Love’s Labor’s Lost is one of three Shakespeare plays without a primary source (the others being A Midsummer Night’s Dream and The Tempest), but that doesn’t mean it was created in a vacuum. Using four items from the Folger collection, we explore some of the contemporary influences Shakespeare might have drawn on when writing this… Continue Reading »
Posts Categorized: Folger-finds
Italian regions share a culinary history that is rooted in the ingredients, tastes, and techniques that came out of early-modern innovations, explorations, and cultural movements.
Food historian and The Great British Baking Show winner Mary-Anne Boermans writes about piecing together 17th-century manuscript recipes for Taffety Tarts.
Nora Titone, author of a book on Edwin Booth and John Wilkes Booth, shares highlights from the Folger’s Booth collection.
These recent additions to the Folger collection relate to a range of early Shakespeare films that represented important firsts, won awards, and witnessed the transition from silent films to “talkies.”
Among the many treasures of the Folger is a lavish “Cosway binding” that includes five unique miniatures by a 20th-century British artist, “Miss C. B. Currie,” based on the images from the book itself. One of the oddest to modern eyes is the all-white bust from Stratford.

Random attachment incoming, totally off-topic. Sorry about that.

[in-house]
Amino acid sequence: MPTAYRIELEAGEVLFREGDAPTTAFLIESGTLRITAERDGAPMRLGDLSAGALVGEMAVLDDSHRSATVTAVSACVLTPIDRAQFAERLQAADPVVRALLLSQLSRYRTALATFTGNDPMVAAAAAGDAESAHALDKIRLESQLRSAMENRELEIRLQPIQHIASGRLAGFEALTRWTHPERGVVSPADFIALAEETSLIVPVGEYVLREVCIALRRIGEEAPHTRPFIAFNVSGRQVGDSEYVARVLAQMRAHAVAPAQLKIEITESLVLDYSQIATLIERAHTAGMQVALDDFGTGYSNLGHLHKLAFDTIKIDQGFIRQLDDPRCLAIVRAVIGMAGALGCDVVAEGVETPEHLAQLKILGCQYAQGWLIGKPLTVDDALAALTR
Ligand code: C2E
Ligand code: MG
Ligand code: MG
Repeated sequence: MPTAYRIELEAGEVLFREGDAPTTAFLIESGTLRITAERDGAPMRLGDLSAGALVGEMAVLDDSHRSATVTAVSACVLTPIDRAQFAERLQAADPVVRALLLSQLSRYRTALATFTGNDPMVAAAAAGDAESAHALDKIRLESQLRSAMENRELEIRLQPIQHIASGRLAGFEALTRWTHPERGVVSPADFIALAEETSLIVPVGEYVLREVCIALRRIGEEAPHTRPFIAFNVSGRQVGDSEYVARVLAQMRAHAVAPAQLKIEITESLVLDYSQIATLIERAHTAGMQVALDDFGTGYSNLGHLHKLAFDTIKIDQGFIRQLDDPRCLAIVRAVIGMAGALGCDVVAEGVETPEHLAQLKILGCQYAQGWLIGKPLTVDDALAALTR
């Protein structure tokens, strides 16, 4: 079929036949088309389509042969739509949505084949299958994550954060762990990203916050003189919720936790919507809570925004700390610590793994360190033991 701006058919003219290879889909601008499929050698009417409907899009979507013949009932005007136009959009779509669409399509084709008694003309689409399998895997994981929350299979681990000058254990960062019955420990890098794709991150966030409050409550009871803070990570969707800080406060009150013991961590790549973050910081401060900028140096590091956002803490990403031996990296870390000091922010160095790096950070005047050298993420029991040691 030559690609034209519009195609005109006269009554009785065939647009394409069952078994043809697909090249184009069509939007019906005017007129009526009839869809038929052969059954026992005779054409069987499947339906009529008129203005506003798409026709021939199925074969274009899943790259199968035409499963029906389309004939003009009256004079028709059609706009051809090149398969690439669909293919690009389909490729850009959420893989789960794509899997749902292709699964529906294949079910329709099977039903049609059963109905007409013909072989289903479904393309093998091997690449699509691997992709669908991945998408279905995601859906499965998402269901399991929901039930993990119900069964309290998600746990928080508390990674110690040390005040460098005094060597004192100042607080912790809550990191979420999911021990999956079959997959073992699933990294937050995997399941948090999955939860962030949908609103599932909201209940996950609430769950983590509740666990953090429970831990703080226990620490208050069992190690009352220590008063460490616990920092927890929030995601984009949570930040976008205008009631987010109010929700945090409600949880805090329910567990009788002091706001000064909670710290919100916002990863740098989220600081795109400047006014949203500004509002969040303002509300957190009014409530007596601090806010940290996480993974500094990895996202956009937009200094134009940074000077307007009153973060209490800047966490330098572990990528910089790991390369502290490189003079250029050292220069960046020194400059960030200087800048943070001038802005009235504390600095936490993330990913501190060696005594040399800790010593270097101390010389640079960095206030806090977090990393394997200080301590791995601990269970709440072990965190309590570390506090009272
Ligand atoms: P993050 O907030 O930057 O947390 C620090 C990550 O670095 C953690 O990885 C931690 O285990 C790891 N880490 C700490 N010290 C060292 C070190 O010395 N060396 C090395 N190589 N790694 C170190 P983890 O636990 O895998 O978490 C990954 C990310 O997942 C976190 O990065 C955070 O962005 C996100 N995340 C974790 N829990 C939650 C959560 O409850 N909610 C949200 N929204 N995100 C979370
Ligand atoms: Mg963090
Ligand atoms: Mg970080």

Enjoy our five most popular #FolgerFinds posts on Instagram of items from the Folger Shakespeare Library collection, from a silhouette of a ‘Midsummer’ scene with Bottom and Titania to vintage photos of 19th-century actress Julia Marlowe.
Discover American child star Elsie Leslie through a fascinating mix of Folger finds, including Elsie Leslie as Prince Arthur in King John and posing for a photo with preeminent actor Edwin Booth.
As October comes to an end, we celebrate food, drink, and culture in the German cities of Shakespeare’s day, including the creation of beer and wine and the harvest festivals each fall, marked by our modern-day tradition of Oktoberfest.
See portraits from the Folger collection of Edmund Kean as Richard III, Ellen Terry as Beatrice, Edwin Booth as Iago, and Fanny Kemble as Juliet.